How many times have you said to yourself that you need to quit!? “I need to quit eating the whole bar of chocolate, drinking more than I had thought I was going to, going for seconds or thirds at the open buffet, eating that dessert after the doctor made me aware (months ago) that it was affecting my health, being a jerk to my family, being late for work, sleeping with my friend’s sibling”, and on and on.. “I need to quit smoking”.
Yes, I’ve had a few of these and then some in my past dialogues. As an ex-smoker, I felt like the biggest loser on the planet with the amount of times that I would crush a pack up and throw it out, only to dig back in the garbage to salvage the hundreds of combustible chemicals that my body longed for me to light up and inhale. No matter how much I coughed, hacked, had dry mouth, was scorned by family and friends, there was no out.
I was a chronic smoker for two different episodes in my life. The first period I smoked cigarettes for seven years. I didn’t know of any resulting nicotine withdrawal symptoms since they were masked by additional substance use. My “quitting” was aided by the fact that I replaced it with smoking more marijuana than I already was. I had also started drinking more frequently, having that “shift drink” (or three) at the end of my cafe shift. My afternoons got under way nicely.
Ironically, it was shortly after the smoking ban in NYC that I once again resumed smoking cigarettes for another 7 years. The progression was phenomenal. I went from not smoking cigarettes to reaching two packs a day a few days per week. This was on top of my daily marijuana regimen as well. When cigarettes went up to $6 per pack, I started smoking rollies. I can’t even imagine what I put my lungs and the rest of the body systems through. I do know that I had daily headaches, bouts of coughing, dry mouth, dry heaving, anxiety, depression and at times paranoia, all washed down with a pot of coffee in the AM, bottle of wine in the afternoon and a few pints of “spirits” in the evenings.
The point of this post isn’t actually smoking. I will further address smoking not too long from now. When I began my journey into recovery, I was being overly courageous in trying to “quit it all at once” at the time, which was by no means an easy feat and no, it didn’t happen that way. I was told by a peer, that if I needed to do something, to “have a smoke”. This was golden advice for me as smoking was the only thing I had left that provided some sort of relief in my fragile state.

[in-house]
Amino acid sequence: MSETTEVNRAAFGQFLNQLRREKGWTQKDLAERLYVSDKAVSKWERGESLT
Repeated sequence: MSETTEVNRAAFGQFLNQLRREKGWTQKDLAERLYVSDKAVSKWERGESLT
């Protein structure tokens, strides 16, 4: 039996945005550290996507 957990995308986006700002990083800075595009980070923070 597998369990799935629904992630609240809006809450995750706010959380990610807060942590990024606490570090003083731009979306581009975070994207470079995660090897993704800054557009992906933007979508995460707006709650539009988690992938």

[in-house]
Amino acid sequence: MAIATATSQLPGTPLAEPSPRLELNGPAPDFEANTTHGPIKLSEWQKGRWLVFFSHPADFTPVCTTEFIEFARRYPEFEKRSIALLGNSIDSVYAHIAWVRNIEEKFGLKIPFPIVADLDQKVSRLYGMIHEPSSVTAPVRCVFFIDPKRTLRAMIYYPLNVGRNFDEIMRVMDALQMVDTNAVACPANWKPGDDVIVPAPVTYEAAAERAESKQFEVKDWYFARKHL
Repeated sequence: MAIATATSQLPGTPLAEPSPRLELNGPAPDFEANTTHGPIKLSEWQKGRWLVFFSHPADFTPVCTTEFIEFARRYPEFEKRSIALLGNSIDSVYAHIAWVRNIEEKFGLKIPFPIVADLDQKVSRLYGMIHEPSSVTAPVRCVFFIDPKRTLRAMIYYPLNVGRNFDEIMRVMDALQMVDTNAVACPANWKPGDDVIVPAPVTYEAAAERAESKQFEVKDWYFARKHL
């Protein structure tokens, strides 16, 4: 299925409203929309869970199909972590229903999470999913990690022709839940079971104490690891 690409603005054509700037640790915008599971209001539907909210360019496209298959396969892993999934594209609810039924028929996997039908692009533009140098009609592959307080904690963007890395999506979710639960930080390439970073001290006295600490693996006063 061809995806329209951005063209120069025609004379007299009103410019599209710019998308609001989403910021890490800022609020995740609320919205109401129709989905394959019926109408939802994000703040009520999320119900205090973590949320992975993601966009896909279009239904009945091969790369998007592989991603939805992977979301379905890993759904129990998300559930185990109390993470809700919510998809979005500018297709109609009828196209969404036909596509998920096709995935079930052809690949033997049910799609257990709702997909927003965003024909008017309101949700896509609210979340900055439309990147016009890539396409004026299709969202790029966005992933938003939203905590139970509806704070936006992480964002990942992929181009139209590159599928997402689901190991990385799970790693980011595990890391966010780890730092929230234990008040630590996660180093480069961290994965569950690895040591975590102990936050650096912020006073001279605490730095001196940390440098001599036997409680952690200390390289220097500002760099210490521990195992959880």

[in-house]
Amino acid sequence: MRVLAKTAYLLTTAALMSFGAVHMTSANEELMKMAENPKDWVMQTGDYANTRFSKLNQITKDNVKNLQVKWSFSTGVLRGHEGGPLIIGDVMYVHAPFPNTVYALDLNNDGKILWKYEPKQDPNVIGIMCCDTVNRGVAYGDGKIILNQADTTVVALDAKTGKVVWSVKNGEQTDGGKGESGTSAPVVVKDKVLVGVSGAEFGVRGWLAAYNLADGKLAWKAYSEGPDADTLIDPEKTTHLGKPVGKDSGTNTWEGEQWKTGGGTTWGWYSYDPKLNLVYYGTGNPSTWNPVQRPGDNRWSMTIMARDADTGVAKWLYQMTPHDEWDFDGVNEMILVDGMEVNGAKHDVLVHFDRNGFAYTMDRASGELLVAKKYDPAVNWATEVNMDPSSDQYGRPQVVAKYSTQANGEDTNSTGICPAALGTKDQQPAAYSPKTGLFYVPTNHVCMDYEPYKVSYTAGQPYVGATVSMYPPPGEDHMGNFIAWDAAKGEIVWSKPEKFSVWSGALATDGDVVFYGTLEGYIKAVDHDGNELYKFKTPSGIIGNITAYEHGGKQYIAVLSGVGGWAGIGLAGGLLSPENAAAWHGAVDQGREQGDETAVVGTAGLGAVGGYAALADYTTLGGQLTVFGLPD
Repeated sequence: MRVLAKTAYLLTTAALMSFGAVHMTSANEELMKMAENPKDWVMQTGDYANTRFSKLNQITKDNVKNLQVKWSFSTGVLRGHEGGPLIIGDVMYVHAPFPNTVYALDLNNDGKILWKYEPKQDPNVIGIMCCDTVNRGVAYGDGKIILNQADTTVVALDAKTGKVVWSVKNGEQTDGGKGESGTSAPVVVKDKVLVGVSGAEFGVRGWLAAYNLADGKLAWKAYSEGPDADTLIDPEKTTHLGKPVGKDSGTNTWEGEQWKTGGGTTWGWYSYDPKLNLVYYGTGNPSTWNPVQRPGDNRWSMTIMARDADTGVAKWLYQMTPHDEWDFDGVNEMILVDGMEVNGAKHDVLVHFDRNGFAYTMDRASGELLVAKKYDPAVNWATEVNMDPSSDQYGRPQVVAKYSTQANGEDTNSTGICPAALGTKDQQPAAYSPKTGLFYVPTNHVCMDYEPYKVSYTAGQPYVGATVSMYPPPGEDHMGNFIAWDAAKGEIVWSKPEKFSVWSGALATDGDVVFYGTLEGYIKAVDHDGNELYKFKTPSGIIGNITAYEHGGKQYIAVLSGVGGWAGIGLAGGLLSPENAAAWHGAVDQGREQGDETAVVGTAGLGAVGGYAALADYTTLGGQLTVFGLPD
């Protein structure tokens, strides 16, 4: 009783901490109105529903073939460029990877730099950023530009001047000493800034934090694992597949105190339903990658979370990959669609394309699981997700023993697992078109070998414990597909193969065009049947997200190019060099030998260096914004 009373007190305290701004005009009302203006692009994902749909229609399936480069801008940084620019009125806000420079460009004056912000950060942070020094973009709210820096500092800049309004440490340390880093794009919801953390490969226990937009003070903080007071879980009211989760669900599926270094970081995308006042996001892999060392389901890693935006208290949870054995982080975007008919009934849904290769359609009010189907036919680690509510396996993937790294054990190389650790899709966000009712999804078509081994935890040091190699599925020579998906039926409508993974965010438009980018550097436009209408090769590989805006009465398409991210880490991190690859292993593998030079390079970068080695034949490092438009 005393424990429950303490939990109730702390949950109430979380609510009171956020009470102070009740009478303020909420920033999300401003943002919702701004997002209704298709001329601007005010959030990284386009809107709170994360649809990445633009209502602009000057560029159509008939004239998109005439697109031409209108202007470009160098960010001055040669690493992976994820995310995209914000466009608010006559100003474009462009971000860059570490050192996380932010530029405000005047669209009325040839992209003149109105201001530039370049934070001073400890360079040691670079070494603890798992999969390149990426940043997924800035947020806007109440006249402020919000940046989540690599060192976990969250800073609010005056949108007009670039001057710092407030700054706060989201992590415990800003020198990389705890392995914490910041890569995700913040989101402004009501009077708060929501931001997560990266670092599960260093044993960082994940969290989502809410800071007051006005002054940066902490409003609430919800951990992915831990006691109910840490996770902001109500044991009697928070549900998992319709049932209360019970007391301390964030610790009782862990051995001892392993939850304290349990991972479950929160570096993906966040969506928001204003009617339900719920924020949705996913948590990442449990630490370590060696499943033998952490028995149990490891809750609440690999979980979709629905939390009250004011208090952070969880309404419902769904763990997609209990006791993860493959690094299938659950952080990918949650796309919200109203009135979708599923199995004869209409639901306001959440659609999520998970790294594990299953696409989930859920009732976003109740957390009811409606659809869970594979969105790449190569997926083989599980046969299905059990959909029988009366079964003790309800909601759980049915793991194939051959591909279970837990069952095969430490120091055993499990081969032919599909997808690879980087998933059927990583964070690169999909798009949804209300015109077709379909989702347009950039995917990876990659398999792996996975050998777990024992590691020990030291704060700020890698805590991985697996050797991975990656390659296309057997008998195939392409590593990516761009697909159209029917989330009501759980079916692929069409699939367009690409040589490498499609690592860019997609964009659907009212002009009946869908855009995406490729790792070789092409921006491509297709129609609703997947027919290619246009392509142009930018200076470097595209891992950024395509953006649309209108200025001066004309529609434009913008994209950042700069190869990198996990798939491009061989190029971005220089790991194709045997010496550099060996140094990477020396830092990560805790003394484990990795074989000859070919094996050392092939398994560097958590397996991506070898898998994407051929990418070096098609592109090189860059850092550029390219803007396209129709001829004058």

With my head starting to clear up and my physical health slowly improving, I was getting way too tired of all of the coughing, hacking, wheezing fun that smoking provided when I came across a magical spell in the form of a book titled, The Easy Way to STOP Smoking brought to me (and us all) by an English gentleman by the name of Allen Carr.
Allen’s book provided me with a perspective on tobacco cessation that went like this: If you have a mindset of “quitting”, then that implies that you’ll be losing something. Think about it. “I quit my job” or you “quit the team” or you “quit school”. All of these imply that you have lost something when in reality, ceasing to smoke cigarettes will bring you more health, more money, more pleasant body odor, stronger sense of smell, taste and nicer teeth! All to make you smile the better.
Whatever your dilemma, you want to STOP. Not quit. Think about what you’re gaining as opposed to what you’re losing. You can make a simple exercise of it to help you. This was originated by Ben Franklin and now called a decision/ balance tool. You’ll write the pros and cons of making a change, i.e. smoking, as well as the pros and cons of not making that change, i.e. STOP smoking. This will help you look at both sides of all possible outcomes.
This is a small piece of information that can revolutionize your whole being. I related it to smoking since that’s what I learned it in relation to. Whether you want to STOP buying stuff you don’t need, STOP eating stuff you know is hurting you, STOP speeding to work, STOP staying up too late, STOP buying from the dealer who rips you off, or STOP using altogether, I would encourage you to apply it where you see fit. It might just help facilitate the results you seek.
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